You may recognize the title of this newsletter, borrowed as it is from the opening chapter of Moby Dick. While it is unlikely that my Loomings will bring you anything especially cetacean, the things you find here are born of a similar impulse to what Ishmael describes in Melville’s first chapter: something to combat the damp, drizzly Novembers of the soul; something that says look and look well; something of the nature of work and its role in all this. Something, in sum, to help one make do.
In the particular case of this newsletter, I’m pursuing the ways in which I make do with the forever shifting circumstances of the writing life and how ways of making and doing—one thing or another—intersect with and enrich each other.
You’ll find here, fortnightly, an essayette—narrative or exploratory or experimental, with all due gratitude to Ross Gay for offering up that term in The Book of Delights—that explores craft, creativity, or inspiration, as well as a few recurring elements: what I’m making, doing, reading, or encountering, with the hope that you’ll share what you’re making, doing, reading, and encountering also.
Today, for example, like all days, I am making tea and making peace with a big day, my fortieth birthday, which seems like something that is happening to someone else. I will spend the actual day teaching and holding advising meetings, but I took myself out for my birthday during AWP for a fantastic tapas dinner at Oloroso, which was accompanied by a sherry flight I asked the bartender to curate for me. The place wasn’t busy yet—I have always leaned unfashionably early with dinner—so he was able to take a minute and tell me about each of them, to talk about grapes and history and let me try drinks from the same grape at various stages of oxidization. Something that I love very much is listening to someone who knows something I don’t. Since there are so many things in the world I don’t know about, I have many opportunities for these good moments, and this one was extra-good. The last of the sherries, a 1990 Pedro Ximenez, was as rich as a mouthful of honey, a distillation of Córdoba’s orange light and the plumpest raisin you’ve ever eaten.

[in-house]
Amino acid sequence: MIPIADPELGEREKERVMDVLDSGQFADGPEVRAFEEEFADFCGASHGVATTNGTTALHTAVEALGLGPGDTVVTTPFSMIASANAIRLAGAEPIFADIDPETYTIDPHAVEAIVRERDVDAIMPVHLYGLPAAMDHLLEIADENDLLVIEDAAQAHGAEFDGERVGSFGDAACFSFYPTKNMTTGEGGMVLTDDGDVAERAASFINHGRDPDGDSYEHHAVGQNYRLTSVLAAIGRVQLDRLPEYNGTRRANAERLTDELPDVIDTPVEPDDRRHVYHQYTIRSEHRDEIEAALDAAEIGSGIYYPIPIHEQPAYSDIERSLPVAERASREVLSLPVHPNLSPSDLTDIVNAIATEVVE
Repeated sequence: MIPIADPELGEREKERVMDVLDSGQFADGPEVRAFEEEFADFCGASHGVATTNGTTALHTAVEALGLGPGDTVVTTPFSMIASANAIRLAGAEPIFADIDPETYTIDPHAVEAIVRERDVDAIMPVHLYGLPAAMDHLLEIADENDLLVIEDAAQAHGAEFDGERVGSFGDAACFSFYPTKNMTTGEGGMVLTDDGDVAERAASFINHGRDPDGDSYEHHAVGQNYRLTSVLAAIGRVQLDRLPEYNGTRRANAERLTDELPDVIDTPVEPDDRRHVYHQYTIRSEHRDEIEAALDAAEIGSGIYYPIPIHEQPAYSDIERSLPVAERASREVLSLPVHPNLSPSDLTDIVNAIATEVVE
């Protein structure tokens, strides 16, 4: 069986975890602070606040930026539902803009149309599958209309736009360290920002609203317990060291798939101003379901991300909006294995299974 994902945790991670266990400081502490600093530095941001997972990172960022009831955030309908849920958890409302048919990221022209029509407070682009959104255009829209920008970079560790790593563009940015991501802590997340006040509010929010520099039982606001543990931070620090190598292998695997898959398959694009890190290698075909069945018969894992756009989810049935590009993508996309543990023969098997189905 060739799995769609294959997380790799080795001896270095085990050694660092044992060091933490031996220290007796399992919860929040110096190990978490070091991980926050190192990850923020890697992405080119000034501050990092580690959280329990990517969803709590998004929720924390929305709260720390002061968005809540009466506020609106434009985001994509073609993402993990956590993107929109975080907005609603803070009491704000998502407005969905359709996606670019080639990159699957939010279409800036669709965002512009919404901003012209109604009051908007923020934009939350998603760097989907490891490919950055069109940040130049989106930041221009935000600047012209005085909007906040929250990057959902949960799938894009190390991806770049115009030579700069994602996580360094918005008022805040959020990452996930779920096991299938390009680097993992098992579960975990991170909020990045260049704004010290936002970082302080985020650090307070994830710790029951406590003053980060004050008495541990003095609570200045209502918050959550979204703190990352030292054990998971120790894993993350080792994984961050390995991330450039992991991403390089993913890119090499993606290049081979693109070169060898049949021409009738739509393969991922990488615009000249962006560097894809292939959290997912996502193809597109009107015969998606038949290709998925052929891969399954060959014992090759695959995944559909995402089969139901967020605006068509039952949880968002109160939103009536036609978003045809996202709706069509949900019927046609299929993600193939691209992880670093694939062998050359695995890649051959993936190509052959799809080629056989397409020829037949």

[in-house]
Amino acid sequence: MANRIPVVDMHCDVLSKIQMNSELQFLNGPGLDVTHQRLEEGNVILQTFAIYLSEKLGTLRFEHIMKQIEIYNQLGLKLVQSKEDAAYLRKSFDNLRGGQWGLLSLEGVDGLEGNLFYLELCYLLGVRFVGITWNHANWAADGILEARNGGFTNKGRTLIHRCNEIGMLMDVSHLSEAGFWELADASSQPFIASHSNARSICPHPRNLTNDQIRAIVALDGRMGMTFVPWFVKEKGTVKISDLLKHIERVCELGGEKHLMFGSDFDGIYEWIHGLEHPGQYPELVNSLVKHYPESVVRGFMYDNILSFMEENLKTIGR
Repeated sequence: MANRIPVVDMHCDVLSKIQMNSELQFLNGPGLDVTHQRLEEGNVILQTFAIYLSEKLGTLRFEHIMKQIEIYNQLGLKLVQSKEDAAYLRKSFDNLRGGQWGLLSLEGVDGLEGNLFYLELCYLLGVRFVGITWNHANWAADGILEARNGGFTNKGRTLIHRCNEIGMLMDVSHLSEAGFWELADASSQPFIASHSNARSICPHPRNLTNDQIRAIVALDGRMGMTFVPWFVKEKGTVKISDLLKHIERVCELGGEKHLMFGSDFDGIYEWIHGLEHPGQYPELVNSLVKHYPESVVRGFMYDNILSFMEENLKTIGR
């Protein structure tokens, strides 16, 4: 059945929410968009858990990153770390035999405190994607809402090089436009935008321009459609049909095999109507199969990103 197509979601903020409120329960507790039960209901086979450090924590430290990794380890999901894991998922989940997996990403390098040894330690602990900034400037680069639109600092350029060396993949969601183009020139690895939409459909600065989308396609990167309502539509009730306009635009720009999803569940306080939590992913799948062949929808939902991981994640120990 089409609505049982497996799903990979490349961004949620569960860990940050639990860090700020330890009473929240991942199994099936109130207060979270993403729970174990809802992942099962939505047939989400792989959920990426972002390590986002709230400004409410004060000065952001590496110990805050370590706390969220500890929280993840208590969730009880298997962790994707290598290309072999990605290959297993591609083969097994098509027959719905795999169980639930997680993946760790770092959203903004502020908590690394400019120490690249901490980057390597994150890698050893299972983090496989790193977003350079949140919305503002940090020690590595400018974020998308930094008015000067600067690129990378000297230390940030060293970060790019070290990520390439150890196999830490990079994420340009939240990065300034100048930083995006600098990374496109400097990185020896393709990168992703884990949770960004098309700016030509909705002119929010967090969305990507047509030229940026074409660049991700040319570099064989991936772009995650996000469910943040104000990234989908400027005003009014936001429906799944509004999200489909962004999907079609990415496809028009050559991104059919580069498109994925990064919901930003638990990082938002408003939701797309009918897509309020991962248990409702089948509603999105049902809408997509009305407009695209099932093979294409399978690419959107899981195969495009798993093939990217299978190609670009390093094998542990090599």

What I’m making: